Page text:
|Publication number||US5028814 A|
|Application number||US 07/479,877|
|Publication date||Jul 2, 1991|
|Filing date||Feb 14, 1990|
|Priority date||Feb 14, 1990|
|Publication number||07479877, 479877, US 5028814 A, US 5028814A, US-A-5028814, US5028814 A, US5028814A|
|Inventors||Chiakang Sung, Ronald L. Cline|
|Original Assignee||North American Philips Corporation|
|Export Citation||BiBTeX, EndNote, RefMan|
|Patent Citations (8), Non-Patent Citations (2), Referenced by (9), Classifications (7), Legal Events (5)|
|External Links: USPTO, USPTO Assignment, Espacenet|
1. Field of the Invention
The present invention relates to a master-slave S/R flip-flop circuit wherein the master stage employs capacitive storage to establish its logic state, and particularly to such a flip-flop wherein the master stage is coupled to the slave stage by an interstage coupling comprising a combination of field effect transistors (referred to herein as "FET devices") and bipolar transistors.
2. Description of the Related Art
Flip-flop circuits are an essential element of digital storage registers and memories, being capable of being switched from one to another logic state in response to a data pulse and then returned to the initial state in response to a reset pulse. Such circuits are generally clocked so that switching occurs at a rising or falling edge of an accurately timed clock pulse, such a clocked flip-flop being generally referred to as an S/R (Set/Reset) flip-flop. In order to assure that a change in input conditions occurring during the clock pulse does not produce an unpredictable result the flip-flop may comprise two stages, an input master stage and an output slave stage, the pulse being stored in the master stage and then transferred to the slave stage upon occurrence of the clock pulse. In this way the slave stage is isolated from transient changes in input conditions, thereby improving the reliability of the S/R flip-flop.
Each stage typically comprises a pair of cross-coupled logic gates, such as NAND gates or NOR gates, together with a pair of AND or NAND gates to provide clocked operation. Consequently, it is evident that a dual stage master-slave S/R flip-flop will involve considerable circuit complexity and power consumption. Considerable effort has therefore been devoted to simplifying the design of such flip-flops.
U.S. Pat. No. 3,812,388, issued May 21, 1974, discloses a dual-stage S/R flip-flop wherein in lieu of cross-coupled logic gates the input flip-flop employs the gate capacitance of each of a pair of FET devices to store an input set pulse as well as the subsequent reset pulse. However, in order to obtain clocked operation two different sequences of clock signals in interleaved phase relationship are required. U.S. Pat. No. 3,624,423, issued Nov. 30, 1971, discloses a clocked S/R flip-flop wherein the gate capacitance of each of a pair of FET devices, which control set and reset, are employed to store alternately positive and inverted clock pulse sequences. Again, two different clock pulse sequences must be provided. The article "D-type Latch" by Puri et al, IBM Tech. Bulletin, vol. 24, No. 8, January 1982, discloses a single stage clocked flip-flop wherein the gate capacitance of an input FET is employed to store an input data pulse and transfer it to the gate capacitance of an output FET upon occurrence of a falling edge of a clock pulse. However, such circuit does not assure stabilization of the state of the flip-flop against possible changes at the data input during a falling edge of the clock pulse.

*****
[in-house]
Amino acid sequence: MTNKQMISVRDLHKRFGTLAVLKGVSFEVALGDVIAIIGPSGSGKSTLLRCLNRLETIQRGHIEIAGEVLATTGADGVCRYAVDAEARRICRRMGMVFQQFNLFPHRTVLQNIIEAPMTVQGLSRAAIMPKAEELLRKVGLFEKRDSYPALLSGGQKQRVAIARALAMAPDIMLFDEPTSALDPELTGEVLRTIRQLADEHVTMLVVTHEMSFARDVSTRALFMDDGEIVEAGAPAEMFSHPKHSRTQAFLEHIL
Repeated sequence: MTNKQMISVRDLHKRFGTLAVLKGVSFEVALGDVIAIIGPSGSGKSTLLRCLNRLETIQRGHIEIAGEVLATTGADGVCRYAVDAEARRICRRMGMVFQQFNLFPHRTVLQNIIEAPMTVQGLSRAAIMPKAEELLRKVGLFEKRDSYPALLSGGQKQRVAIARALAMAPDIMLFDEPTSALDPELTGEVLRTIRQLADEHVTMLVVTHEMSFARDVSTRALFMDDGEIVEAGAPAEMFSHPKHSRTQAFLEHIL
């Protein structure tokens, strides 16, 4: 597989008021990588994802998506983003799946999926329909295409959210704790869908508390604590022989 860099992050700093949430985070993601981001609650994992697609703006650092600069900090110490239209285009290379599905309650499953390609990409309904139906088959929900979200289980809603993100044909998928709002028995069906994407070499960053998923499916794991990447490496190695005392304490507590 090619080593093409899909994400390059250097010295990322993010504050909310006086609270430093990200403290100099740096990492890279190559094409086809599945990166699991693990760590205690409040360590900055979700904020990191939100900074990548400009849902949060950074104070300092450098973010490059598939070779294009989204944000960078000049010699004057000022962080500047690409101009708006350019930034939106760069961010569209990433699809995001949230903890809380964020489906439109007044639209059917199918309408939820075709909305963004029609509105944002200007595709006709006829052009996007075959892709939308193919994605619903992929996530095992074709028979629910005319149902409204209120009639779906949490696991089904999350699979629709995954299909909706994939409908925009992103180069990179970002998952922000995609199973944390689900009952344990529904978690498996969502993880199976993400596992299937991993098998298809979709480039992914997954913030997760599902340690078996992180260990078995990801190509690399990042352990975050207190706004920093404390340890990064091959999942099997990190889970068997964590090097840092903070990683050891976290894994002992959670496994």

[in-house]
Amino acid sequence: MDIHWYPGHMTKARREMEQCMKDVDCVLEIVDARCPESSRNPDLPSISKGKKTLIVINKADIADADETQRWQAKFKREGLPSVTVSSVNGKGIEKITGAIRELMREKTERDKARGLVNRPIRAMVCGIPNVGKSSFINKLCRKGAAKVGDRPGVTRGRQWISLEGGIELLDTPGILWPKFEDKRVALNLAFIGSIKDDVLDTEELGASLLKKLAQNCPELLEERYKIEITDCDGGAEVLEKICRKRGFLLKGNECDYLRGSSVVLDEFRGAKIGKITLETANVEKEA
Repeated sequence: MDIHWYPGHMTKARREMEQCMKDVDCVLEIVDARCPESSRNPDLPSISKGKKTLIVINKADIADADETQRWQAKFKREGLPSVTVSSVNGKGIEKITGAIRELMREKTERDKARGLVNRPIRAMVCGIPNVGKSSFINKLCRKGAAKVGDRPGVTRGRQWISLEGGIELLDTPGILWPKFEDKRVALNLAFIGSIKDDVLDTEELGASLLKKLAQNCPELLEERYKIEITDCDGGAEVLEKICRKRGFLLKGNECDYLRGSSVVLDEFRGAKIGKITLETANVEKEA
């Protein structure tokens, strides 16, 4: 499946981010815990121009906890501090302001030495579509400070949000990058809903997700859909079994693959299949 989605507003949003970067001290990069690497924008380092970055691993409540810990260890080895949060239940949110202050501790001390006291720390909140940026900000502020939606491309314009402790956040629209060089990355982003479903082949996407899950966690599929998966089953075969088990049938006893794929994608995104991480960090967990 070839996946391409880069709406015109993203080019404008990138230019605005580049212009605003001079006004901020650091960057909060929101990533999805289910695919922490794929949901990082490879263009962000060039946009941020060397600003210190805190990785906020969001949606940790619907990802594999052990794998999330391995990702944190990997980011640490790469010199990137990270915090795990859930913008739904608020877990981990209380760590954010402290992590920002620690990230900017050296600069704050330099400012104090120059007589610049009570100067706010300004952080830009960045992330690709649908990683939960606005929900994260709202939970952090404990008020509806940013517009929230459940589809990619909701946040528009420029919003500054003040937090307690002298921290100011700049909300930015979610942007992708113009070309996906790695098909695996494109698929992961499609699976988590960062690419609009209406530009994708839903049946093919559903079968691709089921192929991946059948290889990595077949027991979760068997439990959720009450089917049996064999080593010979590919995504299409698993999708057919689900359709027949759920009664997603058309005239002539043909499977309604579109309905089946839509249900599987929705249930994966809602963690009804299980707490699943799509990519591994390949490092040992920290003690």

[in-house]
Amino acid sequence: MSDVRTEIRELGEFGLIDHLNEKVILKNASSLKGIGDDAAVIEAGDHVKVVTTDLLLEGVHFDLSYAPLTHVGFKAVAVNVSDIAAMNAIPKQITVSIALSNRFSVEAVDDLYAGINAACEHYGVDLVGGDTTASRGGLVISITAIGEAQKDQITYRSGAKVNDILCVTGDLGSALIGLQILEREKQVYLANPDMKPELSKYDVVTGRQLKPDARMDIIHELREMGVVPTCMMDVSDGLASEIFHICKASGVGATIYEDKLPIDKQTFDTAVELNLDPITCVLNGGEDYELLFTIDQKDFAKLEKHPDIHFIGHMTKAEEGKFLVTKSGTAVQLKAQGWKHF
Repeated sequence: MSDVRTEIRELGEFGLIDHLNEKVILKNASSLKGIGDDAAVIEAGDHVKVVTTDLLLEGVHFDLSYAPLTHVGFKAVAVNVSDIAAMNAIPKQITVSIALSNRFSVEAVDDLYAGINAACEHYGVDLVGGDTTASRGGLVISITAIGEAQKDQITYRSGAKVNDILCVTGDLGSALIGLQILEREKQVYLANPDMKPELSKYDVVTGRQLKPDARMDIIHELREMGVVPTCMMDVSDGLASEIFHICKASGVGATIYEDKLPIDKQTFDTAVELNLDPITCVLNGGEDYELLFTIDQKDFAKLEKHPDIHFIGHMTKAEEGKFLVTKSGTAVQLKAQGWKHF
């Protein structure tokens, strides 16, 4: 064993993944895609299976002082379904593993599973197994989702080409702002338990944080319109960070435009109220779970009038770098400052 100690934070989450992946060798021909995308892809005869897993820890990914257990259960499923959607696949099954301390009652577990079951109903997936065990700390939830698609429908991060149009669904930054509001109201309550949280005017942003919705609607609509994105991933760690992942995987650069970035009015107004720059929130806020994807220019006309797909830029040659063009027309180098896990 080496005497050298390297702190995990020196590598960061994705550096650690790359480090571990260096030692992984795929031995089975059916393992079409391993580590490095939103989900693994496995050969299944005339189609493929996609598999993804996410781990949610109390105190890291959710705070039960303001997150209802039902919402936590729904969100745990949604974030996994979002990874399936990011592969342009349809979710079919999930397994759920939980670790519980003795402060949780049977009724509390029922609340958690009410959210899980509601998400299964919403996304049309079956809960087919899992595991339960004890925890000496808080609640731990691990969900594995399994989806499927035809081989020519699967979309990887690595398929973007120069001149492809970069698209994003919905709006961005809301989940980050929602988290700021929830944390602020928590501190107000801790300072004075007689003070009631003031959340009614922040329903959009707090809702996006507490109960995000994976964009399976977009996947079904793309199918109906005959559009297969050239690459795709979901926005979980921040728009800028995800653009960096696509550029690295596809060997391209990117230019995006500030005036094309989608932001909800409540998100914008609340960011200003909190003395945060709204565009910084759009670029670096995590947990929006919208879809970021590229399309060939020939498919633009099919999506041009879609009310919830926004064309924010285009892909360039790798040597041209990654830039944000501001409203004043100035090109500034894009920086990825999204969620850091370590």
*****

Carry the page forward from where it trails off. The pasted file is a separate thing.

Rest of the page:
Such prior art S/R flip-flops employ either all FET devices or all bipolar transistors, each of which technologies have advantages and disadvantages. Bipolar achieves higher speed operation, but is more complex and has relatively high power consumption. FET circuits implemented in CMOS achieve low power consumption but also have a lower operating speed. Applicants have perceived that it is possible to combine both technologies in a manner which achieves both high speed and low power consumption as well as reduced layout area on an LSI chip, and the present invention combines FET devices and bipolar transistors to provide interstage coupling of the master and slave stages.